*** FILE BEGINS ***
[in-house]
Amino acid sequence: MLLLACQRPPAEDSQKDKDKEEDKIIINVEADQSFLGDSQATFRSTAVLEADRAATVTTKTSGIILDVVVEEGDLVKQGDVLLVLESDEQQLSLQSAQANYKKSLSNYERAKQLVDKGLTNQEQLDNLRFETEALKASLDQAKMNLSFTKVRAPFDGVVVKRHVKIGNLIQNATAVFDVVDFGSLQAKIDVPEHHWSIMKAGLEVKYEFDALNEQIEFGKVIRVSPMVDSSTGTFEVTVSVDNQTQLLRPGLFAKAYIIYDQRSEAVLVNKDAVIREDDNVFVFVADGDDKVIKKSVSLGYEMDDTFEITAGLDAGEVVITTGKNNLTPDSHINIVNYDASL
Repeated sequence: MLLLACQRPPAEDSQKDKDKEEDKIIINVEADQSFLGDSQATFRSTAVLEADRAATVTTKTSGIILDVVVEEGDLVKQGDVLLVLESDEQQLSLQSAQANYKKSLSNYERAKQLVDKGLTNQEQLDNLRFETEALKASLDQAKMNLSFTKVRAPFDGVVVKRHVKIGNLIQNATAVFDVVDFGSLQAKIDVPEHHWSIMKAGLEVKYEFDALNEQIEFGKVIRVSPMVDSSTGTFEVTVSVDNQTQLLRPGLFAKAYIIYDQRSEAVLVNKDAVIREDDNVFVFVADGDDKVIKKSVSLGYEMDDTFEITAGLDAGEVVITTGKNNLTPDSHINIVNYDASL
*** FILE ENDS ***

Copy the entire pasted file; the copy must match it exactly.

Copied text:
[in-house]
Amino acid sequence: MLLLACQRPPAEDSQKDKDKEEDKIIINVEADQSFLGDSQATFRSTAVLEADRAATVTTKTSGIILDVVVEEGDLVKQGDVLLVLESDEQQLSLQSAQANYKKSLSNYERAKQLVDKGLTNQEQLDNLRFETEALKASLDQAKMNLSFTKVRAPFDGVVVKRHVKIGNLIQNATAVFDVVDFGSLQAKIDVPEHHWSIMKAGLEVKYEFDALNEQIEFGKVIRVSPMVDSSTGTFEVTVSVDNQTQLLRPGLFAKAYIIYDQRSEAVLVNKDAVIREDDNVFVFVADGDDKVIKKSVSLGYEMDDTFEITAGLDAGEVVITTGKNNLTPDSHINIVNYDASL
Repeated sequence: MLLLACQRPPAEDSQKDKDKEEDKIIINVEADQSFLGDSQATFRSTAVLEADRAATVTTKTSGIILDVVVEEGDLVKQGDVLLVLESDEQQLSLQSAQANYKKSLSNYERAKQLVDKGLTNQEQLDNLRFETEALKASLDQAKMNLSFTKVRAPFDGVVVKRHVKIGNLIQNATAVFDVVDFGSLQAKIDVPEHHWSIMKAGLEVKYEFDALNEQIEFGKVIRVSPMVDSSTGTFEVTVSVDNQTQLLRPGLFAKAYIIYDQRSEAVLVNKDAVIREDDNVFVFVADGDDKVIKKSVSLGYEMDDTFEITAGLDAGEVVITTGKNNLTPDSHINIVNYDASL